Protecting yourself from legal liability

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Monday, September 30, 2002

"Firestone and Ford Recall Over 14 Million Tires With Safety Defect." "Century Products Recalls Car Seats Due To Defective Seat Restraints." "Phen Fen Drug Maker Settles Class Action Law Suit For $3.75 Billion."

In addition to these headlines in the news across the country regarding product liability lawsuits from the not-so-distant past, you also may have recently read in the news about Invacare's own recall of power wheechairs, which was initiated in April 2000. Subsequently, three lawsuits on behalf of consumers were filed against Invacare, which the company ultimately settled.

None of us - manufacturers or providers - are immune from lawsuits regarding product liability. Product liability is the phrase used to describe situations in which a person or property is injured or damaged in some way due to a defective product or service. We have become a litigious society and plaintiffs' attorneys are now the most powerful lobbying group in our nation's capitol.

In addition to the manufacturer's liability, the supplier or provider of the product or service also may be held liable for injury or damage caused by a product or service. How can you, as an HME provider, protect yourself and your business?

The following are some questions you should ask yourself before selecting products and manufacturers or distributors with which you do business:

- Does the company manufacture its products to both ANSI (American National Standards Institute) and RESNA (Rehabilitation Engineering and Assistive Technology Society of North America) standards? These voluntary standards help ensure product quality and uniformity.

- Where is the product manufactured? Offshore? Is the product manufactured in an ISO 9000 certified manufacturing facility? ISO, which stands for the International Organization for Standardization, is a worldwide federation of national standards bodies, of which ANSI is a member. ISO's mission is to promote the development of international standardization and related activities.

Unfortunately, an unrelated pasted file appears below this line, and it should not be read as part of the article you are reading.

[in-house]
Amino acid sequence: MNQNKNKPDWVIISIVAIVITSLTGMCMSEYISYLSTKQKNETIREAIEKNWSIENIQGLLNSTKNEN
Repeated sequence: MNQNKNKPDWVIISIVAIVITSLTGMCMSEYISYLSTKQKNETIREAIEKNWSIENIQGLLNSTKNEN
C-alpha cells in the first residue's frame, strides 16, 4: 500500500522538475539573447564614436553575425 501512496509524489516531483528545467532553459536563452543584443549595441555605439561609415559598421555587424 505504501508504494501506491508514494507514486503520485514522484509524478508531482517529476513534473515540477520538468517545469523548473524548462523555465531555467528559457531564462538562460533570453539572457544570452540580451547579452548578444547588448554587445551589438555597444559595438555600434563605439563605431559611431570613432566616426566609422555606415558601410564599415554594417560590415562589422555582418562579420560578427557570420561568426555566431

- Does the company test its products extensively to determine their reliability, quality and safety? Rigorous testing by the manufacturer ensures overall design and product quality and backs up the manufacturer's warranty claims.

- What are the company's warranties for the product? Do they cover the product's reasonable lifespan?

- Does the company promptly conduct recalls in accordance with FDA requirements? Does the company go above and beyond the FDA's minimum requirements for a recall? In the case of Invacare's power chair recall, the company has far exceeded the FDA's guideline of sending three mailings notifying providers by sending a total of nine mailings thus far.

- Does the manufacturer offer sufficient product liability insurance coverage - a certificate of insurance - and does this coverage extend to you as a provider? Is the coverage offered at such a level that you and your business will be protected? When you select a product on behalf of your customers, you must be certain that it is manufactured by a company with the resources to stand behind the product should a liability issue arise, since lawsuits with or without merit are a common occurrence these days.

- In addition to requiring proof of insurance coverage, does this coverage become null-and-void if other manufacturer's parts or components are interchanged with the product?

Make sure you are making wise choices when determining your product purchase decisions, and ask yourself, "Who stands behind the home health care products you provide to your clients?" Are you standing alone, or do you have the resources of a reputable manufacturer to back you up, if necessary, with regard to product liability issues?

If you haven't given great consideration to these questions, you certainly ought to.

A. Malachi Mixon, III is chairman and CEO of Invacare Corporation.

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